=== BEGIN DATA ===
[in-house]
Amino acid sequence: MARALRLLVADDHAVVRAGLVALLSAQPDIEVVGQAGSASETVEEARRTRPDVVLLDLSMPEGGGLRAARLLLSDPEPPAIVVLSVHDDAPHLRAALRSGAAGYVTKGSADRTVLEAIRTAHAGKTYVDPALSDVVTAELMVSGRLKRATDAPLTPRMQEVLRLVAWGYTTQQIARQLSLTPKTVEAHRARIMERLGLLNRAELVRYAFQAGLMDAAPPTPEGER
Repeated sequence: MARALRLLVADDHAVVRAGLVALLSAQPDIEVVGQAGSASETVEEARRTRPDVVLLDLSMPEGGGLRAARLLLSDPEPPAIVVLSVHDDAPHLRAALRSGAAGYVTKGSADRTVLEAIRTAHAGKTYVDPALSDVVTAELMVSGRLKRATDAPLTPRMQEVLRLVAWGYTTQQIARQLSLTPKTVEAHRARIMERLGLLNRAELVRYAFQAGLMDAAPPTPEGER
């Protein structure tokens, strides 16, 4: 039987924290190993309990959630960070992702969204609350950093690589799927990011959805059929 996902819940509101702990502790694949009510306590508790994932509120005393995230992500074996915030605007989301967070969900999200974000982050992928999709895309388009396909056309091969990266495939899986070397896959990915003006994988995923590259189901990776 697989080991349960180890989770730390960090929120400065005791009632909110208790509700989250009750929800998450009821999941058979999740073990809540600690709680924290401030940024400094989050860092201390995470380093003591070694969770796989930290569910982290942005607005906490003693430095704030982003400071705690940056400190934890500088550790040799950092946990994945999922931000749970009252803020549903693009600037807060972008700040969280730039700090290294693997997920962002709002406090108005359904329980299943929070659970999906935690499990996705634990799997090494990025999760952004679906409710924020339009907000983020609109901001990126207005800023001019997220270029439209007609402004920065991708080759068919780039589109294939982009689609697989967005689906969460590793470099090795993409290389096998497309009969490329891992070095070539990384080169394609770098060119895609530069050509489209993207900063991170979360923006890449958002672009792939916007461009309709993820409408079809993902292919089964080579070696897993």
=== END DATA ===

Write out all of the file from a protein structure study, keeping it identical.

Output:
[in-house]
Amino acid sequence: MARALRLLVADDHAVVRAGLVALLSAQPDIEVVGQAGSASETVEEARRTRPDVVLLDLSMPEGGGLRAARLLLSDPEPPAIVVLSVHDDAPHLRAALRSGAAGYVTKGSADRTVLEAIRTAHAGKTYVDPALSDVVTAELMVSGRLKRATDAPLTPRMQEVLRLVAWGYTTQQIARQLSLTPKTVEAHRARIMERLGLLNRAELVRYAFQAGLMDAAPPTPEGER
Repeated sequence: MARALRLLVADDHAVVRAGLVALLSAQPDIEVVGQAGSASETVEEARRTRPDVVLLDLSMPEGGGLRAARLLLSDPEPPAIVVLSVHDDAPHLRAALRSGAAGYVTKGSADRTVLEAIRTAHAGKTYVDPALSDVVTAELMVSGRLKRATDAPLTPRMQEVLRLVAWGYTTQQIARQLSLTPKTVEAHRARIMERLGLLNRAELVRYAFQAGLMDAAPPTPEGER
């Protein structure tokens, strides 16, 4: 039987924290190993309990959630960070992702969204609350950093690589799927990011959805059929 996902819940509101702990502790694949009510306590508790994932509120005393995230992500074996915030605007989301967070969900999200974000982050992928999709895309388009396909056309091969990266495939899986070397896959990915003006994988995923590259189901990776 697989080991349960180890989770730390960090929120400065005791009632909110208790509700989250009750929800998450009821999941058979999740073990809540600690709680924290401030940024400094989050860092201390995470380093003591070694969770796989930290569910982290942005607005906490003693430095704030982003400071705690940056400190934890500088550790040799950092946990994945999922931000749970009252803020549903693009600037807060972008700040969280730039700090290294693997997920962002709002406090108005359904329980299943929070659970999906935690499990996705634990799997090494990025999760952004679906409710924020339009907000983020609109901001990126207005800023001019997220270029439209007609402004920065991708080759068919780039589109294939982009689609697989967005689906969460590793470099090795993409290389096998497309009969490329891992070095070539990384080169394609770098060119895609530069050509489209993207900063991170979360923006890449958002672009792939916007461009309709993820409408079809993902292919089964080579070696897993």